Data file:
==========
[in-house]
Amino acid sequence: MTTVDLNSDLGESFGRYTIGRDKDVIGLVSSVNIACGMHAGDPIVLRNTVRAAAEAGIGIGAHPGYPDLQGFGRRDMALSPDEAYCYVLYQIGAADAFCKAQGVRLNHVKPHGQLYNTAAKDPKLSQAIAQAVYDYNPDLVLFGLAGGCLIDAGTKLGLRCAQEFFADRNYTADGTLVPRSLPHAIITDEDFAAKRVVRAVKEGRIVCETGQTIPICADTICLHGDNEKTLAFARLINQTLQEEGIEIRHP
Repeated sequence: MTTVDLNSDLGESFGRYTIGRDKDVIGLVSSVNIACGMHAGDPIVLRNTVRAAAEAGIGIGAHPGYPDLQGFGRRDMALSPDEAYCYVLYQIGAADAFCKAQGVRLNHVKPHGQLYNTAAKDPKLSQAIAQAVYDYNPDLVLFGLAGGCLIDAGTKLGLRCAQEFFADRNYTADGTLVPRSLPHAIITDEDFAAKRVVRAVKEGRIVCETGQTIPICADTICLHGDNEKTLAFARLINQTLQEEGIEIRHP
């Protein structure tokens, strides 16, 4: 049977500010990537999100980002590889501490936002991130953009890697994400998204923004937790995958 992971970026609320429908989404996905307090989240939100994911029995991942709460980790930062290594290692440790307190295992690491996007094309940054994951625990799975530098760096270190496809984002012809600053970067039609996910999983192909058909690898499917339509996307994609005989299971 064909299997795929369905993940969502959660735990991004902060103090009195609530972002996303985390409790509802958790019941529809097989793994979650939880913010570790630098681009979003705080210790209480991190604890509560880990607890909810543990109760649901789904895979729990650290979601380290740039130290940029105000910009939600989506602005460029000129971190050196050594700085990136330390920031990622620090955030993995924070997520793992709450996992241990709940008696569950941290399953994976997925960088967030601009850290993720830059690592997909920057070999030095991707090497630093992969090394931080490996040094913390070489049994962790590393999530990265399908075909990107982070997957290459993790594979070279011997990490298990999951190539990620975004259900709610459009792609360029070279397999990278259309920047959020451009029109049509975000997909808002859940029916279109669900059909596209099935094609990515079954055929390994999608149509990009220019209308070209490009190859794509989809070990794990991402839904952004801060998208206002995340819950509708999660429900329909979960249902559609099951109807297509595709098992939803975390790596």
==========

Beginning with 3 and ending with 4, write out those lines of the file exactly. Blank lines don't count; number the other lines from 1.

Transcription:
Repeated sequence: MTTVDLNSDLGESFGRYTIGRDKDVIGLVSSVNIACGMHAGDPIVLRNTVRAAAEAGIGIGAHPGYPDLQGFGRRDMALSPDEAYCYVLYQIGAADAFCKAQGVRLNHVKPHGQLYNTAAKDPKLSQAIAQAVYDYNPDLVLFGLAGGCLIDAGTKLGLRCAQEFFADRNYTADGTLVPRSLPHAIITDEDFAAKRVVRAVKEGRIVCETGQTIPICADTICLHGDNEKTLAFARLINQTLQEEGIEIRHP
């Protein structure tokens, strides 16, 4: 049977500010990537999100980002590889501490936002991130953009890697994400998204923004937790995958 992971970026609320429908989404996905307090989240939100994911029995991942709460980790930062290594290692440790307190295992690491996007094309940054994951625990799975530098760096270190496809984002012809600053970067039609996910999983192909058909690898499917339509996307994609005989299971 064909299997795929369905993940969502959660735990991004902060103090009195609530972002996303985390409790509802958790019941529809097989793994979650939880913010570790630098681009979003705080210790209480991190604890509560880990607890909810543990109760649901789904895979729990650290979601380290740039130290940029105000910009939600989506602005460029000129971190050196050594700085990136330390920031990622620090955030993995924070997520793992709450996992241990709940008696569950941290399953994976997925960088967030601009850290993720830059690592997909920057070999030095991707090497630093992969090394931080490996040094913390070489049994962790590393999530990265399908075909990107982070997957290459993790594979070279011997990490298990999951190539990620975004259900709610459009792609360029070279397999990278259309920047959020451009029109049509975000997909808002859940029916279109669900059909596209099935094609990515079954055929390994999608149509990009220019209308070209490009190859794509989809070990794990991402839904952004801060998208206002995340819950509708999660429900329909979960249902559609099951109807297509595709098992939803975390790596």